To properly bias the second stage of such a traditional op amp, and allow for a suitable negative dynamic swing of the op amp's output, the DC output voltage of the preamplifier may need to be taken as low as, for example, 1/1.1V, starting from the upper rail VDD=3V. Consequently, PMOS transistors in the preamplifier stage usually require a narrow design with a long channel, thereby being very resistive. The resistive PMOS transistors result in sensitivity to temperature variations at the preamplifier output. For example, voltage drifts as high as 290 mV (e.g., from about 884 mV @+100° C. to about 1174 mV @−40° C.) can be common.

In the simulation shown in FIG. 4, BJT saturation and PMOS desaturation occurring at the signal peaks can result in about 40 dB of gain loss, and a reduction of the stability phase margin, as demonstrated by the irregular slope of the plot. It will be appreciated that such a swing at the output is the minimal typically required by 14-bit communications ADC specs. Additionally, since the degradation exists both for +0.5V and −0.5V op amp output swings, at both temperature extremes, a shift in the bias cannot solve the problem. Thus, the voltage drift constitutes a performance limitation inherently given by this type of op amp structure.

FIG. 5 depicts examples of AC gain responses 220, 222, 224, 226 and 228 for an op amp structure implemented in accordance with an aspect of the present invention. Specifically, response 220 illustrates the gain at −40° C. for a maximum output swing of +0.5 V, response 222 corresponds to +27° C. for a maximum output swing of 0 V, response 224 corresponds to +100° C. for a maximum output swing of +0.5 V, response 226 corresponds to −40° C. for a maximum output swing of +0.5 V and response 228 corresponds to +100° C. for a maximum output swing of −0.5 V. From the consistent slope obtained in the responses depicted in FIG. 5, those skilled in the art will appreciate that the temperature stability is significantly ameliorated when compared to the traditional approach shown in FIG. 4.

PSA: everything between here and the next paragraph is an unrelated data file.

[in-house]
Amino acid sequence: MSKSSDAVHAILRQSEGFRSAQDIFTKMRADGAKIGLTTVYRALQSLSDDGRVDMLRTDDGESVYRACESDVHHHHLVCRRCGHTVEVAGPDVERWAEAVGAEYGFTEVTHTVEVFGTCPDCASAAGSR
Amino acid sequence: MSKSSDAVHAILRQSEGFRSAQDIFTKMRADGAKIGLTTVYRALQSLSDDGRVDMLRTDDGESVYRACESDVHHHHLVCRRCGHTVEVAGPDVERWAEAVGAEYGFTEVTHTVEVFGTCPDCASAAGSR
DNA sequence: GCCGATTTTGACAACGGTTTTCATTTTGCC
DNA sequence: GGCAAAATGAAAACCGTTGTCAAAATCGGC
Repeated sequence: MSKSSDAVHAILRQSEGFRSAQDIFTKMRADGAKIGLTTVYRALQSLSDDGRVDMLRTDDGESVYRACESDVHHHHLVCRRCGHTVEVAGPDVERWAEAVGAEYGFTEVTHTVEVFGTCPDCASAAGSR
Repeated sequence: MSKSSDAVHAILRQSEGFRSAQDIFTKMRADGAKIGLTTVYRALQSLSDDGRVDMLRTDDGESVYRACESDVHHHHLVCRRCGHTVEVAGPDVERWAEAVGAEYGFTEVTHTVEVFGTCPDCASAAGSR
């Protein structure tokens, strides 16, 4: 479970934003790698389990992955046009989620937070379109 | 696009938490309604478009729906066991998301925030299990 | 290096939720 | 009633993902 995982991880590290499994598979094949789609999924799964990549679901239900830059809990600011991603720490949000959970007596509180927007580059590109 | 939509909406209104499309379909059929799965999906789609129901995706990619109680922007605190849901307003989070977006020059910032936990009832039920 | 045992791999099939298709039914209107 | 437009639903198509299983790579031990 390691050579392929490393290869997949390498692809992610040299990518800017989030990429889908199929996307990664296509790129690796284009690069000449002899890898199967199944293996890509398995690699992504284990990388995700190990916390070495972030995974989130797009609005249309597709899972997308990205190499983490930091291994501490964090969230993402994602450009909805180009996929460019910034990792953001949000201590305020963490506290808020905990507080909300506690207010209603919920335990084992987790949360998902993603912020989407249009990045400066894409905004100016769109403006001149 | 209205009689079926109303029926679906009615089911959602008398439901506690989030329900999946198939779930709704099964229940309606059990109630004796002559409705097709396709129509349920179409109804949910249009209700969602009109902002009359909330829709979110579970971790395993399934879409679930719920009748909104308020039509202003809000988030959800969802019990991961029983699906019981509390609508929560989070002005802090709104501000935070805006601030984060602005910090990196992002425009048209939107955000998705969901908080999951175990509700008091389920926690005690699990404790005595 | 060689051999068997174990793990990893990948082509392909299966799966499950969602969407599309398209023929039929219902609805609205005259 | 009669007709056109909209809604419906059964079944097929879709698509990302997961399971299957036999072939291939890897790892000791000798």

For example, the responses in FIG. 5 correspond to a first stage output voltage drift of only about 87 mV (1211 mV @+100° C. to 1124 mV @−40° C.), which is about 30% of the case depicted in FIG. 4. Additionally, the polarity of the variation now tracks the natural temperature drift of the second stage. FIG. 5 thus demonstrates that even though the differential gain profile of a prior art (FIG. 4) and an approach implementing the present invention are identical at about 27° C. and no output swing, once the temperature is varied, the prior art approach suffers from more gain losses at the signal peaks. In contrast, with all things being approximately equal, an op amp that includes a preamplifier implemented according to an aspect of the present invention provides heightened resilience to temperature variations.

With reference back to example op amp 100 illustrated in FIG. 3, it will be appreciated that the approach implemented there preserves the small-signal characteristics of the circuit. For example, the resistors R10 and R11 can be left unchanged from a traditional preamplifier so as to shunt the biasing PMOS transistors M11 and M12 in DC. This leads to substantially the same gain and bandwidth of the prior art (e.g., see the +27° C., 0V output signal case in FIGS. 4 and 5). However, owing to the NMOS transistor M15 employed to actively regulate the common mode of the preamplifier 102 of FIG. 3, the temperature stability is improved in accordance with an aspect of the present invention.

FIG. 6 depicts a comparison of a common mode AC response for a conventional op amp, indicated at 250, and common mode AC response for an op amp implemented in accordance with an aspect of the present invention, indicated at 252. From FIG. 6, it will be appreciated that the feedback loop in the preamplifier, according to an aspect of the present invention, which is utilized to reinforce the control on the pre-amp common mode, also boosts the CMRR of the circuit by more than about 20 dB. Those skilled in the art will further appreciate that the CMRR of the overall op amp improves by the same amount as the improvement in CMRR in the preamplifier, as the tail of the second stage remains unchanged.